Finding Success Through The Miami SCBWI Conference
I didn’t find either my agent or my editor through SCBWI, yet it was through the contacts I made at the Miami conference that I learned to craft a novel. My novel writing journey started in 2009 at the “First Books Panel.” I listened as Marjetta Geerling, Debbie Reed Fischer, and Danette Haworth shared their paths to publication. One thing each of them had in common was this phrase, “I’d like to thank Joyce Sweeney.” I jotted her name down in my notebook and made it my mission to find this fairy godmother.
I discovered that Joyce is a talented teacher and mentor who has helped many authors land their first publishing contract. Later that evening, I introduced myself to her, and Joyce agreed to critique my middle grade novel. While that manuscript is still in my file drawer, the lessons I learned while crafting it stood me in good stead while writing my second book, THE BALLAD OF JESSIE PEARL.
In 2010, I journeyed back to the Miami conference. By this time I had written about 50 pages of JESSIE, and the first chapter was slated for critique with Newbery award winning author, Richard Peck.
THE BALLAD OF JESSIE PEARL is set in the 1920s. Mr. Peck’s written critique says, “Moreover, your subject matter is my own favorite: rustic nostalgia (with an edge) to reveal a little history to a generation not learning any at school.”
Since Mr. Peck had read only the first ten pages, he asked me to walk him through the rest of the plot. At that time, my novel had both a midwife and a second older woman called Cousin Rachel. Mr. Peck told me those two characters sounded remarkably similar and asked if they could be combined. “Yes!” I said. “Yes, that is absolutely brilliant!” He answered, “You have too many characters auditioning for a part in your novel.”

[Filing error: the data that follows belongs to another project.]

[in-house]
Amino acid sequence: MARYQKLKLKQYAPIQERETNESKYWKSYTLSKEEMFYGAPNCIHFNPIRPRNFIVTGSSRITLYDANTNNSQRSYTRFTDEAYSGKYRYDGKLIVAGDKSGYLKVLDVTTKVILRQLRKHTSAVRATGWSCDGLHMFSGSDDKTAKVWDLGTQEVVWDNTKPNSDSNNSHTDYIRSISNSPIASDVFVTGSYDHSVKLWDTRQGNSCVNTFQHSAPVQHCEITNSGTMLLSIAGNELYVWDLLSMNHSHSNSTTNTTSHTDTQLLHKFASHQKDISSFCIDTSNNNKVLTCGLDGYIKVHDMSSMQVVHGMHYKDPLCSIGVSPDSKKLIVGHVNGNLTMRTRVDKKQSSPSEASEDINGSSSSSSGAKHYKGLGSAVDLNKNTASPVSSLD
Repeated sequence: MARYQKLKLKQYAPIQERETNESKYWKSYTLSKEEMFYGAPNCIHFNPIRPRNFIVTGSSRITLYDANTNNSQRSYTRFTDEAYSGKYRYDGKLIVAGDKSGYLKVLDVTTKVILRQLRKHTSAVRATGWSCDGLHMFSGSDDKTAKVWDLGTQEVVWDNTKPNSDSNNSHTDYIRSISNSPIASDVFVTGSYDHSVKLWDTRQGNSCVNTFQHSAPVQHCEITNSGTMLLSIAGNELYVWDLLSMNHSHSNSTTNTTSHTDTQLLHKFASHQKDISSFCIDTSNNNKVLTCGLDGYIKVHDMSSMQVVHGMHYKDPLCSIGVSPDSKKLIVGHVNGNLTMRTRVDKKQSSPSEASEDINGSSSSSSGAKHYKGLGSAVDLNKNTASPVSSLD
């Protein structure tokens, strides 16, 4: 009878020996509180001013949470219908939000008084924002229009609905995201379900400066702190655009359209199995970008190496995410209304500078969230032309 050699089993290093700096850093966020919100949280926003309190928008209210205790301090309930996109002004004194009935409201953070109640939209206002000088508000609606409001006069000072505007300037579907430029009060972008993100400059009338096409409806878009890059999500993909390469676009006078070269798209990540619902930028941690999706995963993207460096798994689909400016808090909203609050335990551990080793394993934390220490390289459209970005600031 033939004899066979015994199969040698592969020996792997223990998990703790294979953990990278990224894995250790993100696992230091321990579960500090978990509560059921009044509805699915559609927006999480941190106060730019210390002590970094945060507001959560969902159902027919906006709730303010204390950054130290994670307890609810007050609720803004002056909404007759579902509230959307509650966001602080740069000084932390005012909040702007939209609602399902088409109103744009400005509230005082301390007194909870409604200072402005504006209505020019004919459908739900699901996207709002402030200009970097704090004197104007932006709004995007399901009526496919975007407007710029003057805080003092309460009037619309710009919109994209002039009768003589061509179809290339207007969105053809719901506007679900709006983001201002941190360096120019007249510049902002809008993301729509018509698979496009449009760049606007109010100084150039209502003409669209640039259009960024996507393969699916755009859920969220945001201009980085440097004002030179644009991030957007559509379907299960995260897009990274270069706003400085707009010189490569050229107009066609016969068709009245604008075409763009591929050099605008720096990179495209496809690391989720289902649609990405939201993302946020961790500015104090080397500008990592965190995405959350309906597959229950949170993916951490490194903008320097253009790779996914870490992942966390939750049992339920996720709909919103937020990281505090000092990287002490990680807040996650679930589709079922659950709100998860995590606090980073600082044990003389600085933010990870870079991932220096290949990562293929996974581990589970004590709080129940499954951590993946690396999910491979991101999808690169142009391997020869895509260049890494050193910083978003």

I confessed that I wasn’t entirely sure how my novel would end and shared two possibilities. Mr. Peck shook his head. “There’s only one way this novel can end,” he said. “Your character has grown and changed during her journey. The ending must reflect that.”
Armed with plotting tips from Richard Peck, I went back home and finished my book. I then took the completed manuscript to a Highlights Foundation Whole Novel Workshop led by Stephen Roxburgh. When Stephen said, “This novel really is delicious and exactly the kind of thing I’m looking to publish,” I knew JESSIE had found a home!
Here’s a sneak peek of THE BALLAD OF JESSIE PEARL:
Sometimes when the kerosene lamp casts shadows, I think I see Ma’s ghost. If she were still alive, she’d say, Jessie Pearl, you keep on studying. Not everybody is cut out to be a farm wife. We’ll find a way to pay for teachers’ college. Leave your Pa to me.
And tonight, Ma would notice how my hands are trembling. I can almost hear her voice. Jessie, fourteen is too young to help birth a baby. Why don’t you go and study in the kitchen? But Ma is just a memory.
It’s 1922, and Jessie has big plans for her future, but that’s before tuberculosis strikes. Though she has no talent for cooking, cleaning, or nursing, Jessie puts her dreams on hold to help her family. She falls in love for the first time ever, and suddenly what she wants is not so simple any more.
Inspired by Shannon Hitchcock’s family history, THE BALLAD OF JESSIE PEARL wraps you like an old quilt in the traditions, tastes, and dialect of rural North Carolina.